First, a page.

Archive for February, 2009

My last hike in Korea…

February 22, 2009

…as lovely as the first.

temple-korea2.jpg

Economists Agree

February 16, 2009

It’s interesting to note how professional academics fail to align with popular opinion. Professionals shouldn’t be assumed to be always right–that’s a species of authority worship–but they do deserve to be taken seriously. They are the experts in their fields. As various conservatives constantly reminds us, academics tend to be liberal. The neo-cons think that’s evidence of a liberal bias in higher education. Maybe it’s evidence that liberal positions are better supported by fact and reason.

Economics is a little different. Here’s a list, from Harvard economist Greg Mankiw, of matters about which economists tend to agree. It is generally not supportive of leftist positions. Most economists agree minimum wage increases unemployment and rent ceilings reduce the quality of housing. The experts generally support free-markets and free-trade.

  1. A ceiling on rents reduces the quantity and quality of housing available. (93%)
  2. Tariffs and import quotas usually reduce general economic welfare. (93%)
  3. Flexible and floating exchange rates offer an effective international monetary arrangement. (90%)
  4. Fiscal policy (e.g., tax cut and/or government expenditure increase) has a significant stimulative impact on a less than fully employed economy. (90%)
  5. The United States should not restrict employers from outsourcing work to foreign countries. (90%)
  6. The United States should eliminate agricultural subsidies. (85%)
  7. Local and state governments should eliminate subsidies to professional sports franchises. (85%)
  8. If the federal budget is to be balanced, it should be done over the business cycle rather than yearly. (85%)
  9. The gap between Social Security funds and expenditures will become unsustainably large within the next fifty years if current policies remain unchanged. (85%)
  10. Cash payments increase the welfare of recipients to a greater degree than do transfers-in-kind of equal cash value. (84%)
  11. A large federal budget deficit has an adverse effect on the economy. (83%)
  12. A minimum wage increases unemployment among young and unskilled workers. (79%)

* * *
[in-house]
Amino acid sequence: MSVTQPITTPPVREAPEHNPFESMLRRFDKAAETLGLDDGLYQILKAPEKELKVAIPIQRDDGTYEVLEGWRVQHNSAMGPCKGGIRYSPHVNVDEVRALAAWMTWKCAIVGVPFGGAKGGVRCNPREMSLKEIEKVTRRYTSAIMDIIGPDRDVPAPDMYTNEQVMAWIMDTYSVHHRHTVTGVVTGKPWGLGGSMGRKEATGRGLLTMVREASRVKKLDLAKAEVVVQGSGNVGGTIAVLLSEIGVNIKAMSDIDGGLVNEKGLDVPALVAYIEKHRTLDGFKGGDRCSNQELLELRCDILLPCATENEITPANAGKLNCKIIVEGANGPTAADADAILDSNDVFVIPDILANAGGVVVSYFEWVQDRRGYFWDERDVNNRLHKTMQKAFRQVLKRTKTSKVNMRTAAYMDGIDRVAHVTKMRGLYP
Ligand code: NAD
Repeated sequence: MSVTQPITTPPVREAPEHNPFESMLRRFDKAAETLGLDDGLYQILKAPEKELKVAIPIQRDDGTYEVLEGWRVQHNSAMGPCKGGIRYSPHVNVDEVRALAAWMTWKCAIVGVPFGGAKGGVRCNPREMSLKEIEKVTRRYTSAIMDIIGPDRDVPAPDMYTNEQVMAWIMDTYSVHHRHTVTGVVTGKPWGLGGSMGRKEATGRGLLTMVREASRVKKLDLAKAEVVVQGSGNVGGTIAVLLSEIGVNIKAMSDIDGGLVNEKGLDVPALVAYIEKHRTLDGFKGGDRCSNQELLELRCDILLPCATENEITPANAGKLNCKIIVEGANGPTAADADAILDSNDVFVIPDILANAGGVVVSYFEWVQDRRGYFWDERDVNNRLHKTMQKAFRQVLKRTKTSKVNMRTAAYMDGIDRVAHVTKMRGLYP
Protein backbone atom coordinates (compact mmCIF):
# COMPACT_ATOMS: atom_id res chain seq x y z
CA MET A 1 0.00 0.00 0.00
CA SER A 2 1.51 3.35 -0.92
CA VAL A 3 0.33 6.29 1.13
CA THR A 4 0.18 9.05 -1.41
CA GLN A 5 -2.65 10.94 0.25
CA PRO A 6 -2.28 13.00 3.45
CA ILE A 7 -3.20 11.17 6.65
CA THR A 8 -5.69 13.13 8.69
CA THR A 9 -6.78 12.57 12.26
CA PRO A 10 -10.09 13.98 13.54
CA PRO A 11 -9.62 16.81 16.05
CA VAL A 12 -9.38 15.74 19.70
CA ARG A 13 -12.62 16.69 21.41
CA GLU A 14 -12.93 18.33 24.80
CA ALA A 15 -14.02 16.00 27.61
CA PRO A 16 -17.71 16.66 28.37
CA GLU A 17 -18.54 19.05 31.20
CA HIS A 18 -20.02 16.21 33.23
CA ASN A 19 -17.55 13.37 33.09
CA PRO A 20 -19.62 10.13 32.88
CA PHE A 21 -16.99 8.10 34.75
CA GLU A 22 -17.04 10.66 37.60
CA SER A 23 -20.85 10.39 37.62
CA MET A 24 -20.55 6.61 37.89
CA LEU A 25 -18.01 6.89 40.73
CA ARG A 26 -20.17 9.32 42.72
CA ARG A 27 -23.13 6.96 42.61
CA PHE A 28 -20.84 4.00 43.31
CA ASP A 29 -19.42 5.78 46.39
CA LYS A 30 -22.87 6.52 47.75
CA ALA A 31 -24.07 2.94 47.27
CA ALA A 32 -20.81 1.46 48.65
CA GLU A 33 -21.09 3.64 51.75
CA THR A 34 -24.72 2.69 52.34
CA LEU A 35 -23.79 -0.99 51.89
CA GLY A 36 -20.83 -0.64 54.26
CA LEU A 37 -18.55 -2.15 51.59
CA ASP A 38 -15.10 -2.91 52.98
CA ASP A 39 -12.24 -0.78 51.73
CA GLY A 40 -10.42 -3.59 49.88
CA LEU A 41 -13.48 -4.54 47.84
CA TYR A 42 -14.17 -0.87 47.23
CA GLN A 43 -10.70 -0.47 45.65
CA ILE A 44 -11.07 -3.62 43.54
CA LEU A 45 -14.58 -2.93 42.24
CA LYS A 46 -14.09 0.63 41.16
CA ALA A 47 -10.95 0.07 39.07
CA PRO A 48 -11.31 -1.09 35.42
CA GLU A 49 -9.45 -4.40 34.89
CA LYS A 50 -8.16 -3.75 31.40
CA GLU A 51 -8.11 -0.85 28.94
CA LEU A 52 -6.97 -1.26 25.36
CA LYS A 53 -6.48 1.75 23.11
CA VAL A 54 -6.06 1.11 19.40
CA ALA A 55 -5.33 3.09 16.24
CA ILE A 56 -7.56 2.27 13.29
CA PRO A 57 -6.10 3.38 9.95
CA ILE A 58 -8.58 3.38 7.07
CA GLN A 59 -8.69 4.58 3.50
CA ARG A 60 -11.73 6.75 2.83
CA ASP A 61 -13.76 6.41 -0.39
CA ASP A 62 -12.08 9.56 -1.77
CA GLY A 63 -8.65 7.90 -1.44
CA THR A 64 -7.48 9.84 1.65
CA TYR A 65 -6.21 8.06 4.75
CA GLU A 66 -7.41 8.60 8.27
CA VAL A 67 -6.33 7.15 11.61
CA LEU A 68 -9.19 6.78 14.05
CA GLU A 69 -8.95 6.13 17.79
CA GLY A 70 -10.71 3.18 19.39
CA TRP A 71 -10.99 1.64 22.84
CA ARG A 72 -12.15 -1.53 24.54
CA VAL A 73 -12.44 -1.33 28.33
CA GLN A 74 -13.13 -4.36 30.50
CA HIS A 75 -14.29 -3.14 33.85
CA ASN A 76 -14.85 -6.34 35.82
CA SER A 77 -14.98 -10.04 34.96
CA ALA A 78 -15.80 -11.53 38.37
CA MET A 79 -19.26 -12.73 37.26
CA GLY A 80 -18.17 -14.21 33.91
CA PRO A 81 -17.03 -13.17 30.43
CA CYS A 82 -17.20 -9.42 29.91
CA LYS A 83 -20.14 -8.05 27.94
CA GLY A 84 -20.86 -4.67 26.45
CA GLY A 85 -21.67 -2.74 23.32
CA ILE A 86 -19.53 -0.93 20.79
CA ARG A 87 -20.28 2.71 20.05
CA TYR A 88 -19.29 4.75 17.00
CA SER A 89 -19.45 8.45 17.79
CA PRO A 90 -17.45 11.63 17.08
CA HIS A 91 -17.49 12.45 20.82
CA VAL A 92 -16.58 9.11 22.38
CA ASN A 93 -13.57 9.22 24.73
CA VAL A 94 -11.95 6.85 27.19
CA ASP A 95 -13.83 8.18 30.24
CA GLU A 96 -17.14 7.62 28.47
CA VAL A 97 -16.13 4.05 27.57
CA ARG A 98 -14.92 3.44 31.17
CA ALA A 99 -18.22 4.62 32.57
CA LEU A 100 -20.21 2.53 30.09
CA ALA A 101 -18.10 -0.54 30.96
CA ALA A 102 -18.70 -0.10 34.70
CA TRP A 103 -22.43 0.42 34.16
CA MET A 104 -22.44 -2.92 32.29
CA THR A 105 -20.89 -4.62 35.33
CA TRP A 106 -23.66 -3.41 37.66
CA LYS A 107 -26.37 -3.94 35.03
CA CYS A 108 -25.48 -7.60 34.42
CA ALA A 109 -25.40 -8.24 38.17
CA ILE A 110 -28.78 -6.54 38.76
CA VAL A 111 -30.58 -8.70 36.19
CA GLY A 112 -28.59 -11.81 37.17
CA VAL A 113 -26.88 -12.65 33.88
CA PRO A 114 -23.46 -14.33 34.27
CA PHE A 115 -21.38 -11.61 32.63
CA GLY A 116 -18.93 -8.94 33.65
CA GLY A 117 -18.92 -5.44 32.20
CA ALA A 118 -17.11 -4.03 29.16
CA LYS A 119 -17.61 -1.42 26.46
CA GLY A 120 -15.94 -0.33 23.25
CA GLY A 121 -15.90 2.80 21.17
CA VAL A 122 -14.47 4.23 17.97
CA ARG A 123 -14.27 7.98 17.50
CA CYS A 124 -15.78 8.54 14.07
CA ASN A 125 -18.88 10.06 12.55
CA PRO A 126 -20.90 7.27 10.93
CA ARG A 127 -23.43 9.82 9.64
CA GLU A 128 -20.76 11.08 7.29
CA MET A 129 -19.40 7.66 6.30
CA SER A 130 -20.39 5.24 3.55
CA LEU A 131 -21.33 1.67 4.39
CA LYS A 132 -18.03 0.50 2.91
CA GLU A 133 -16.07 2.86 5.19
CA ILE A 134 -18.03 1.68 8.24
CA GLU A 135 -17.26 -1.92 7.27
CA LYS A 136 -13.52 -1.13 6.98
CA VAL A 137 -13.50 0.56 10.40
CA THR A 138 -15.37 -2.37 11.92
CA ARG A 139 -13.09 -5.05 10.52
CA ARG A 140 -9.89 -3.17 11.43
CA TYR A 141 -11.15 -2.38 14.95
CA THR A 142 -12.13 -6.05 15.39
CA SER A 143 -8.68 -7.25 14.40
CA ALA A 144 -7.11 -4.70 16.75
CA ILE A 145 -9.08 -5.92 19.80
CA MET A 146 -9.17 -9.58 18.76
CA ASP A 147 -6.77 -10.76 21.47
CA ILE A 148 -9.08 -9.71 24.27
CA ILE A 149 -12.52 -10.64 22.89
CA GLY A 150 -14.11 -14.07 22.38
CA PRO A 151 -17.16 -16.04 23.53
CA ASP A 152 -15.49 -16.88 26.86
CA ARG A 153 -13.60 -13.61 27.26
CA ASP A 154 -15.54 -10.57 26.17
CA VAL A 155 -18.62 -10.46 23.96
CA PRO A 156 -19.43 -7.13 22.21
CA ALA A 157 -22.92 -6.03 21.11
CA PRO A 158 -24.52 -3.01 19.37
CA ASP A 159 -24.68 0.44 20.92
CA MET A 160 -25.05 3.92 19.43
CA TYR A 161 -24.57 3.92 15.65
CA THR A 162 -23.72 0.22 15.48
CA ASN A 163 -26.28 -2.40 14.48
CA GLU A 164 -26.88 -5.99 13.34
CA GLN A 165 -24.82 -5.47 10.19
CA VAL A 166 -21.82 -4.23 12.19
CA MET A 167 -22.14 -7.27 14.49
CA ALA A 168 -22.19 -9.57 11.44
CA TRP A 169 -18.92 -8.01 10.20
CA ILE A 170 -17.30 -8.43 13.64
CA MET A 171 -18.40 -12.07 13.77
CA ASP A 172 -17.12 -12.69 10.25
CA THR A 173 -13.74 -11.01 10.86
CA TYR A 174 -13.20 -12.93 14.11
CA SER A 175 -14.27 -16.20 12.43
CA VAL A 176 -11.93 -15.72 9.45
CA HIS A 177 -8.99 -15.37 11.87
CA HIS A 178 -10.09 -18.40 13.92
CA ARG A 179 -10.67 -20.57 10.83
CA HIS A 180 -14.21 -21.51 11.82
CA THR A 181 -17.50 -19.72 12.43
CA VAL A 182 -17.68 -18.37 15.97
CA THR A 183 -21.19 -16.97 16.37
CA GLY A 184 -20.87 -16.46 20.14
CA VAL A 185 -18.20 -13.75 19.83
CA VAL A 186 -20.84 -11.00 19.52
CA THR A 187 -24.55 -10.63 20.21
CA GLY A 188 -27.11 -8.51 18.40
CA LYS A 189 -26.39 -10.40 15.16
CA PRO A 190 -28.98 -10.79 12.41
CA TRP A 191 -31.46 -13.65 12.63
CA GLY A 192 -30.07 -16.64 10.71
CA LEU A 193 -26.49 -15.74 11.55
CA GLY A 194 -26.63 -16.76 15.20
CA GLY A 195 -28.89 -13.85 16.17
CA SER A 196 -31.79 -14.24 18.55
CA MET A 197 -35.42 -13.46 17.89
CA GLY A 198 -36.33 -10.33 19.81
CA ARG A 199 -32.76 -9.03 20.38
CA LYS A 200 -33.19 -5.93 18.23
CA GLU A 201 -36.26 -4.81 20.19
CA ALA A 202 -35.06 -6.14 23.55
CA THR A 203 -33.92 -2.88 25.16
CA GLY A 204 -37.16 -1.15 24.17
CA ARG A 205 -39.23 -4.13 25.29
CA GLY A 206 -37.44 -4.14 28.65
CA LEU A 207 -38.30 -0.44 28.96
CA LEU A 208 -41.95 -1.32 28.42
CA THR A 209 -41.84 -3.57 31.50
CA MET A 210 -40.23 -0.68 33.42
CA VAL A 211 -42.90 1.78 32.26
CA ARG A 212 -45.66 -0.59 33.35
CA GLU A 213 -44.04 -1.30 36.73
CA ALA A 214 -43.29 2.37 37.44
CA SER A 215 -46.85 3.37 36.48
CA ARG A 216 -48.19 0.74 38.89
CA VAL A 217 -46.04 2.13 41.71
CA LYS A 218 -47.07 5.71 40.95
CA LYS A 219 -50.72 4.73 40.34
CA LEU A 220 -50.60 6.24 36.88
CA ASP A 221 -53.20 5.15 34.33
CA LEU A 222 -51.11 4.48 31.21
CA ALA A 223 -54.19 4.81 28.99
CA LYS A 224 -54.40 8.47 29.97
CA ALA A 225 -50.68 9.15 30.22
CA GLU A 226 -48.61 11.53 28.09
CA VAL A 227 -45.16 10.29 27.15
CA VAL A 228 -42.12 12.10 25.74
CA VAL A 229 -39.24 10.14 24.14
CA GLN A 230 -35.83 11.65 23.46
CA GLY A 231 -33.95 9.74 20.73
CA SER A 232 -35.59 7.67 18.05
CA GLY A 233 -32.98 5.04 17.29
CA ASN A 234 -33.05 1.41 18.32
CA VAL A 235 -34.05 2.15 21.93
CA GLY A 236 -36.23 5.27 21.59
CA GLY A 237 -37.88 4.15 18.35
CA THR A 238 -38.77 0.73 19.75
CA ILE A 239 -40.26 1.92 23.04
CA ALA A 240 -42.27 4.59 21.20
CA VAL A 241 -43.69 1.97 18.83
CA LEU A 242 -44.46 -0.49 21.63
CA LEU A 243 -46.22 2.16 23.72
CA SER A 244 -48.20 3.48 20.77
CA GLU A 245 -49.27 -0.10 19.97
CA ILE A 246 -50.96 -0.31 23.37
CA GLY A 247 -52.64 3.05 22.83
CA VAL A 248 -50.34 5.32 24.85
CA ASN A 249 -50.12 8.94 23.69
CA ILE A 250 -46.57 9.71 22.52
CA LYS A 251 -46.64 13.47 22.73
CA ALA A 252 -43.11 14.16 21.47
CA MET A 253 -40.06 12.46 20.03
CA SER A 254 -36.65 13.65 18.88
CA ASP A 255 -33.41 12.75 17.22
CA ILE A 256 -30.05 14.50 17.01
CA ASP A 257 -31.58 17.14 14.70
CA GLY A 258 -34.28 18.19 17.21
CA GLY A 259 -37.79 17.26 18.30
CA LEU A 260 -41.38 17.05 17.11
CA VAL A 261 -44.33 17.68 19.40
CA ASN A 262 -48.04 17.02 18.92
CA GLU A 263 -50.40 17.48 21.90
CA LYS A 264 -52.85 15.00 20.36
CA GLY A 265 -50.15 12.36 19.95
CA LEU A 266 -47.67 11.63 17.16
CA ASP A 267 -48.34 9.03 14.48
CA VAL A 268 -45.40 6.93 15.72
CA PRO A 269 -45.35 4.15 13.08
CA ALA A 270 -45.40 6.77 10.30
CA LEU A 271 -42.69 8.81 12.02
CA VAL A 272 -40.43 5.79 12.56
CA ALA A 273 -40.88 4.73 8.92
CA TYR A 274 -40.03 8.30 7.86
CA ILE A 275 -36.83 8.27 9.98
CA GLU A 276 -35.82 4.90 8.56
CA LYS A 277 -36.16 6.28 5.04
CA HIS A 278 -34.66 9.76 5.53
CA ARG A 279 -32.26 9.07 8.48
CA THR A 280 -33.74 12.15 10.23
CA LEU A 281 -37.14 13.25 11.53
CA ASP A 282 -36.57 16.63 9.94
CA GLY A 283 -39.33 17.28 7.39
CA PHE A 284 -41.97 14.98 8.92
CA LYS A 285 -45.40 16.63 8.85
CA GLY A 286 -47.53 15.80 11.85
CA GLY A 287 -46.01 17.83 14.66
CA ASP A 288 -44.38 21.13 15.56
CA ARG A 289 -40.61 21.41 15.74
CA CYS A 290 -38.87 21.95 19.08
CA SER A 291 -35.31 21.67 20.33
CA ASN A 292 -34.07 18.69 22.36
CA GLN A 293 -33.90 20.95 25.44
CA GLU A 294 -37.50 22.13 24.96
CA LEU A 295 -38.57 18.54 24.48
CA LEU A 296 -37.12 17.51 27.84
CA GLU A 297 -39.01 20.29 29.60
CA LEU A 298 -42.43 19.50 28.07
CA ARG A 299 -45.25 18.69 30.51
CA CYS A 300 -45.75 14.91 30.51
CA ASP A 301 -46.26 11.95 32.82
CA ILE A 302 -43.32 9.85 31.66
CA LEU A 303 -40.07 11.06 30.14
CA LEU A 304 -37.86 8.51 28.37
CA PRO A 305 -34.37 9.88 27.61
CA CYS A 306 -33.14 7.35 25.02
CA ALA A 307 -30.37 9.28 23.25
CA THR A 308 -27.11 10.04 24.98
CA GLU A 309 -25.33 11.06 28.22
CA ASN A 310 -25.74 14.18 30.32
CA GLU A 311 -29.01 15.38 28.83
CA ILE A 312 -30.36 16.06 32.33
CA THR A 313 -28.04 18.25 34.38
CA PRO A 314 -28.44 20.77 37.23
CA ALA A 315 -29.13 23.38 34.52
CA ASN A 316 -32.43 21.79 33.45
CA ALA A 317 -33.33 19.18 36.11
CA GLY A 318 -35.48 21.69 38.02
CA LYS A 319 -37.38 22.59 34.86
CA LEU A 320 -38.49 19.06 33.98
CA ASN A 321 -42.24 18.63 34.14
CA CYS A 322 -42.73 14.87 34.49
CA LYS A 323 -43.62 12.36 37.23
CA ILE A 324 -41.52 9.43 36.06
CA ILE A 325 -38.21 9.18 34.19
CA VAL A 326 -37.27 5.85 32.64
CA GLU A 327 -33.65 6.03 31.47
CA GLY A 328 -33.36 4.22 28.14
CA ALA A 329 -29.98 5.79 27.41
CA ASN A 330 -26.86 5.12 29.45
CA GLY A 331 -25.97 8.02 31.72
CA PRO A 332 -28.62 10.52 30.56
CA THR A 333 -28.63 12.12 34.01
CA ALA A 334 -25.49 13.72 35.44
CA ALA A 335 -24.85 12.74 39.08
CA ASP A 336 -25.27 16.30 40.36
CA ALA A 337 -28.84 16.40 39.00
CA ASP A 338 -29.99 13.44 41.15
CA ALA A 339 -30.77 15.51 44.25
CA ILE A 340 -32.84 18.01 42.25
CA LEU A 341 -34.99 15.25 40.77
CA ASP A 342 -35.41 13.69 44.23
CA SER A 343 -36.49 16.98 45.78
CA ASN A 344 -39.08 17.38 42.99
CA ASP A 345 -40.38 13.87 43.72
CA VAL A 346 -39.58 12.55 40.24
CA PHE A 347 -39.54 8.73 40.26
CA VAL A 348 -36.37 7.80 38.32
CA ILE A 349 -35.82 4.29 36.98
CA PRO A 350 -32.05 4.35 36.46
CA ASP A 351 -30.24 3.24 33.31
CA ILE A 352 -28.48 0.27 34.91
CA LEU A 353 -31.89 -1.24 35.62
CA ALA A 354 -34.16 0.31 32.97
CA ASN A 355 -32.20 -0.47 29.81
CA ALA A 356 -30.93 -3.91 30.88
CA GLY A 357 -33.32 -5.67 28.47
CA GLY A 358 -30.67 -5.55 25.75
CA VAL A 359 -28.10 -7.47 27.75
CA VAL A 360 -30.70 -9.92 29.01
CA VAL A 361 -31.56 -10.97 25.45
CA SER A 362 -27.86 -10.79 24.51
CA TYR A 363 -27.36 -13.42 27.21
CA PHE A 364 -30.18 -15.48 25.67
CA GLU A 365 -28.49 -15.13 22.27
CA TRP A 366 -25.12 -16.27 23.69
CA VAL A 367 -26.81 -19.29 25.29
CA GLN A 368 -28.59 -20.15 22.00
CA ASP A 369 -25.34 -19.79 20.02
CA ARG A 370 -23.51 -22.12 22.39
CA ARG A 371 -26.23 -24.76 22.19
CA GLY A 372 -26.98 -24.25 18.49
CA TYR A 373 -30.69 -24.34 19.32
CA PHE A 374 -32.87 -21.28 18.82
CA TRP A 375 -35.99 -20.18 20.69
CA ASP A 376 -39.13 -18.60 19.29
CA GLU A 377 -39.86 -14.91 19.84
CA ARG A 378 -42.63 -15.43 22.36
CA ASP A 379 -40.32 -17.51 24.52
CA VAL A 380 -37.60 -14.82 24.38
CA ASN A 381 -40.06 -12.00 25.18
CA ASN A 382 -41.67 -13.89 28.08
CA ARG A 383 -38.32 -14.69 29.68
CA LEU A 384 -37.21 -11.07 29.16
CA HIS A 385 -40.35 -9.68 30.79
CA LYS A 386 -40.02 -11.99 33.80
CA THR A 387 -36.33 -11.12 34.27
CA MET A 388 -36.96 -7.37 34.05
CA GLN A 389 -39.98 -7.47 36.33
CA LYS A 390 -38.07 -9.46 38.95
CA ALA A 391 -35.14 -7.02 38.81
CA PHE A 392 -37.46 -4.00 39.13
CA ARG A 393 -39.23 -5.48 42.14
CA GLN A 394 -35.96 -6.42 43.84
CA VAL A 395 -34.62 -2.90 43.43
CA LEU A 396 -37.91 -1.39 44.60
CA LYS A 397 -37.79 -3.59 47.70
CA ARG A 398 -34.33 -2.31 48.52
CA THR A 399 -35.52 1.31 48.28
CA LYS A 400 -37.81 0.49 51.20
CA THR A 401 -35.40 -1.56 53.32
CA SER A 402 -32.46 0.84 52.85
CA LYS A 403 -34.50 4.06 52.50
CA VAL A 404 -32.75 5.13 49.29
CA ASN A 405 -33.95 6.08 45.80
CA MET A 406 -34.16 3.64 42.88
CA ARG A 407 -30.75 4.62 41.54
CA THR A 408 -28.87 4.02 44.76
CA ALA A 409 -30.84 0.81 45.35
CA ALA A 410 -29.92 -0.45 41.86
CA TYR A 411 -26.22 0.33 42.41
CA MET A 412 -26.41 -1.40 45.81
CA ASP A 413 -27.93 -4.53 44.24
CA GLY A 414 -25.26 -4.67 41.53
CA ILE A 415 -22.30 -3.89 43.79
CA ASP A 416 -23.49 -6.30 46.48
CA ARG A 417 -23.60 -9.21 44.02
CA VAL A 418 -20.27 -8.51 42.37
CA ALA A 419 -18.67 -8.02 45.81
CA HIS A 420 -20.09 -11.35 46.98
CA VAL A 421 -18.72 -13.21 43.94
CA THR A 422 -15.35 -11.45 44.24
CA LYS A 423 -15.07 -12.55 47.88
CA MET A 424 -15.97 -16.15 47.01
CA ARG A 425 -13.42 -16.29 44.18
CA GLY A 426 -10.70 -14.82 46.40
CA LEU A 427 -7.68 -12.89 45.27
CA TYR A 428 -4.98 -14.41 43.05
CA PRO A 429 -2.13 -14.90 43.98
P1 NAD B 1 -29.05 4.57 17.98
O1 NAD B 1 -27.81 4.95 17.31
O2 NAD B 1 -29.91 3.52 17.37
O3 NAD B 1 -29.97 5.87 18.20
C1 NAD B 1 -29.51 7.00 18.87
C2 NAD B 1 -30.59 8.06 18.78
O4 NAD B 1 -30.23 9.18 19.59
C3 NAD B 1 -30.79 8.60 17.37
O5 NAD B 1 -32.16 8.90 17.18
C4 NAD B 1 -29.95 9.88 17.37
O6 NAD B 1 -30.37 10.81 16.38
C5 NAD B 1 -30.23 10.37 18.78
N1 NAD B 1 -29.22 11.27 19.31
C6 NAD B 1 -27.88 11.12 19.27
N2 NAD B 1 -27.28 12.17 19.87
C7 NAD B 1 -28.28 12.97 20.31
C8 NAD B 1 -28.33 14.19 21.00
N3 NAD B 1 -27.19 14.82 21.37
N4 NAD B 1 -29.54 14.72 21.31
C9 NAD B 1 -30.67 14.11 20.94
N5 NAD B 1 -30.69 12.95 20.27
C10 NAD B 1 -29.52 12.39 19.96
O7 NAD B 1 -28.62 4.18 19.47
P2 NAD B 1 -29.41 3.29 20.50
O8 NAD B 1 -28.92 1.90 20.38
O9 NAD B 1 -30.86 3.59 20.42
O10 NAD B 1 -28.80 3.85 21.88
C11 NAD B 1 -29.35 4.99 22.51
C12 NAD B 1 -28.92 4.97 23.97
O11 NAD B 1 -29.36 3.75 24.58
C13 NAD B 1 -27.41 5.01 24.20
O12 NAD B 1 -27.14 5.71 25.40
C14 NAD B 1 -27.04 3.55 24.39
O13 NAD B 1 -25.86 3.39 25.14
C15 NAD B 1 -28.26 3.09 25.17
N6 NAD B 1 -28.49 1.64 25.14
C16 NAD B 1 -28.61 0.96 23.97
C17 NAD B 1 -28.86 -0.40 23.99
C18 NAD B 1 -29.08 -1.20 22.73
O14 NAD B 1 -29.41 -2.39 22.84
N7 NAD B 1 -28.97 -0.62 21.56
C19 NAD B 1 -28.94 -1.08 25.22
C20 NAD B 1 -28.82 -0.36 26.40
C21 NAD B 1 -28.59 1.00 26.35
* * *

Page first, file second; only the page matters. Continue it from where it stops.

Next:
13. The government should restructure the welfare system along the lines of a “negative income tax.” (79%)
  14. Effluent taxes and marketable pollution permits represent a better approach to pollution control than imposition of pollution ceilings. (78%)

http://gregmankiw.blogspot.com/2009/02/news-flash-economists-agree.html

There are a few things I question. Items #10 and #13 suggest we should replace food stamps and other non-cash assistance with cash. How would we prevent the cash from being spent on, say, booze and lottery tickets? Or fertility treatment by a woman who already has six kids and no job? Some of the items are vaguely moralistic, employing the word “should” rather specifying a likely result we can evaluate for ourselves.

Also notable is what’s missing. Apparently, there’s no consensus regarding health care. Overall, it’s an interesting list.

World’s Best Cities–the US Misses the Cut

February 3, 2009

I like lists. Here’s Mercer’s top 5 cities, ranked by stuff like personal safety and quality of life:

World, overall:
Zurich, Switzerland (1st)
Vienna, Austria (tied for 2nd)
Geneva, Switzerland (tied for 2nd )
Vancouver, Canada (4th)
Auckland, New Zealand (5th)

World, personal safety:
Luxembourg (1st)
Bern, Switzerland (tied for 2nd)
Geneva, Switzerland (tied for 2nd)
Helsinki, Finland (tied for 2nd)
Zurich, Switzerland (tied for 2nd)

Americas, overall:
Vancouver, Canada (4th)
Toronto, Canada (15th)
Ottawa, Canada (19th)
Montreal, Canada (22nd)
Calgary, Canada (25th)

Americas for personal safety:
Calary, Canada (tied for 22nd)
Montreal, Canada (tied for 22nd)
Ottawa, Canada (tied for 22nd)
Toronto, Canada (tied for 22nd)
Vancouver, Canada (tied for 22nd)

The best American city hardly even counts–Honolulu.

What’s interesting about this is that the best cities are in countries with strong welfare systems, yet welfare isn’t a factor in the ratings. These ratings are intended for expatriates and the multi-national corporations that employ them; Mercer, the source, is an expat-management service.

If welfare is an economic drag on a society, one would expect strong welfare states to score poorly in a rating system that ignores life for people on welfare. In contrast, a country–especially a rich one like the U.S.–that spends less on social services should look better in such a system.   Instead we see the opposite. The largest developed nation in the world doesn’t have a best or safest city at any level. A  plausible explanation is that a dollar spent on welfare does more to reduce crime than a dollar spent on law enforcement.

It’s also worth noting that Switzerland is the only country  in the world that makes heroin available by prescription. It provides the drug to addicts. Yet, that tiny country has 3 of the 5 safest cities in the world.
http://www.mercer.com/qualityofliving

Socio-Thinking

February 1, 2009

A historian reverse-engineers a system that wasn’t engineered in order to interpret a story that wasn’t written.

Progress is the replacement of regulation with education. Liberals and conservatives are united in their opposition to progress. Vote Glibertarian!